Review time: The Girl with a Dragon Tattoo


 I am probably going to spoil the shit out of this book, and every other book I ever review, so if you haven’t read that then don’t read this (unless your don’t plan to read that anyway and just love reading irrelevant info. ).

I have heard about The Girl with a Dragon Tattoo, by Stieg Larsson for years.  The thing has sold more than 15 million copies; I’d have to be dead to not have heard of it.  However, I’d always avoided it.  For some reason, anything set in Scandinavia brings to mind sparsely furnished apartments, Ingmar Bergman films, bleak month-long nights, thin blondes dressed in black, beatnik mock-turtlenecks reading the Swedish version of Sylvia Plath and eating Lutefisk.

Ok, I’ve never personally tried Lutefisk.  Who I am I to say that jellied fish is disgusting….

The ridiculous thing is that I’ve even BEEN to Scandinavia and know that it is not these things at all, but for whatever reason, when I find out a story takes place above the North Sea, there is a small hurdle that I need to get over before I’m willing to give it a chance: whether it’s Wallandar, Insomnia, or The Girl with the Dragon Tattoo, part of me walks in not wanting to like the story (and all of the works I mentioned, I like very much).  I know it is probably just some sort of deep seeded prejudice that’s swimming around in my psyche, and I just need to get over myself.  Who knows…maybe my mom  burned me with a hot peice of kladdkaka when I was a toddler and I’ve never gotten over it.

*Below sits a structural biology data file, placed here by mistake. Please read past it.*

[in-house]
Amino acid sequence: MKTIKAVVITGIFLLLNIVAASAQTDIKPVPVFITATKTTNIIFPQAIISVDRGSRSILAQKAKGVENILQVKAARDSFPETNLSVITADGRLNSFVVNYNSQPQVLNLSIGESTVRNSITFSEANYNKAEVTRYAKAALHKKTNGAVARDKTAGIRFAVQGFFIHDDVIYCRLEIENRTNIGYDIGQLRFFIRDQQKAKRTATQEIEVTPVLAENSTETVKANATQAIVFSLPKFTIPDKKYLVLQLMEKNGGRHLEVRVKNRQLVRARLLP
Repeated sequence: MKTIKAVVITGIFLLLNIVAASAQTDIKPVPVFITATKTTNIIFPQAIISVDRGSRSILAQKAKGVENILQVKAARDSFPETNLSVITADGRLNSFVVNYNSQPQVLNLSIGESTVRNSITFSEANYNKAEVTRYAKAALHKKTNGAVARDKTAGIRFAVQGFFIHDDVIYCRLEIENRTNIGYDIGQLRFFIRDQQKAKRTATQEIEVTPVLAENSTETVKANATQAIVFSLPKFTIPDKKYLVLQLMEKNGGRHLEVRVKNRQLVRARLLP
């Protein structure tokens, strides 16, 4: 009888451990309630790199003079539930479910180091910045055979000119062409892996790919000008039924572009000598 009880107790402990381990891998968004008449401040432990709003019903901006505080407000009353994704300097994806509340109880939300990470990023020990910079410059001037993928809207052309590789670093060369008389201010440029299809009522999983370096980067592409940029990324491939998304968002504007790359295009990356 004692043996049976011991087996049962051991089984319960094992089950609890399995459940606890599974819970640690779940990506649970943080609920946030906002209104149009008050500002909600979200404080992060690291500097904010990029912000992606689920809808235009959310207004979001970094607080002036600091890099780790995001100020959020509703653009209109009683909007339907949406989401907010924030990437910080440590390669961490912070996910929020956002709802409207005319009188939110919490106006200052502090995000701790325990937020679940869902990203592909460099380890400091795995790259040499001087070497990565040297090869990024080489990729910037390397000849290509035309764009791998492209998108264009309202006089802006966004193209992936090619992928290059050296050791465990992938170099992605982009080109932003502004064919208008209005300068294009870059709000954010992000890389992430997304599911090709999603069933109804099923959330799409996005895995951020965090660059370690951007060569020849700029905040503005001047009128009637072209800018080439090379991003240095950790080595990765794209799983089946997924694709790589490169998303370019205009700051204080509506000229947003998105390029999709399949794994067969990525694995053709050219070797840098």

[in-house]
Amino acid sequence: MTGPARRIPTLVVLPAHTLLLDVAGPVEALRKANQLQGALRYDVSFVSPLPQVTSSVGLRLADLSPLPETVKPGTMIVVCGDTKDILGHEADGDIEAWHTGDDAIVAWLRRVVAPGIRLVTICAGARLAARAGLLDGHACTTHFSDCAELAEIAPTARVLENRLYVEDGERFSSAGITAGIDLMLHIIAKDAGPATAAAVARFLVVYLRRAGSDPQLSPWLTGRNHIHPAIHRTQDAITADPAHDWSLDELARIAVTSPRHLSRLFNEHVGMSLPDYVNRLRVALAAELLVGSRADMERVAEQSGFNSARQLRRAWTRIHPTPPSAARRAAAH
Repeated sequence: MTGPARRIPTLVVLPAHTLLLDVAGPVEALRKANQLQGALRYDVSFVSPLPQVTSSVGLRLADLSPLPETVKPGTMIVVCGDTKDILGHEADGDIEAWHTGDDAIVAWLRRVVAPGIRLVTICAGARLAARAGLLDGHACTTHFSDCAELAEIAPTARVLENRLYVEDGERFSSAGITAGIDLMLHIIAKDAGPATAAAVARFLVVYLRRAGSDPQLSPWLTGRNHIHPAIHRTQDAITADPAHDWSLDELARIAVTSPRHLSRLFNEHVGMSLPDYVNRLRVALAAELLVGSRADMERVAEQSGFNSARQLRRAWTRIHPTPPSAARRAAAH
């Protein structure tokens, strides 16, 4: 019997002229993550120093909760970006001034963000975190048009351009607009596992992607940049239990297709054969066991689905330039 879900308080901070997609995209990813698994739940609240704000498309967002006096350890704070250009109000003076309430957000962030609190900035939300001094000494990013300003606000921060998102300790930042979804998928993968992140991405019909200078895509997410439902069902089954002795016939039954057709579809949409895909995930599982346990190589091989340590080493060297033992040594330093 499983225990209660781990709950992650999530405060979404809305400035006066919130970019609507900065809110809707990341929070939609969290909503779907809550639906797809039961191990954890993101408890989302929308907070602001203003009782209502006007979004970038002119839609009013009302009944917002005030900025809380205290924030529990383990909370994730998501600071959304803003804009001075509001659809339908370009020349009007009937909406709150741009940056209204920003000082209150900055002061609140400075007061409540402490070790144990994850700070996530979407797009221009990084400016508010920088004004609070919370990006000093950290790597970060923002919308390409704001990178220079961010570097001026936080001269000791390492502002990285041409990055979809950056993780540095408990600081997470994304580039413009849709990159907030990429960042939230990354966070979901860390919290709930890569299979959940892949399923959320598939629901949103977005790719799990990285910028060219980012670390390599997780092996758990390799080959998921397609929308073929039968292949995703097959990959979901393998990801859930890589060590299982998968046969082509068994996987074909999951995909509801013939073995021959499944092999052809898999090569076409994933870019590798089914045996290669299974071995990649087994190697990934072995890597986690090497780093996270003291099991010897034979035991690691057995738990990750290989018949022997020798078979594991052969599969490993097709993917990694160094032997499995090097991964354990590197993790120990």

Anyway, I started reading the book last week.  I’m not going to get too much into the plot.  I’ll try to sum it up in a paragraph or so.

Two main characters.

Mikael Blomkvist: a 45 year old journalist who takes a leave of absence from his job as editor of a local magazine when he’s convicted of libel.  He is offered, what seems to be, a very cushy job working on a rich old man’s autobiography for a large amount of money and finds himself wrapped up in a web of murder and deceit that goes back more than 40 years.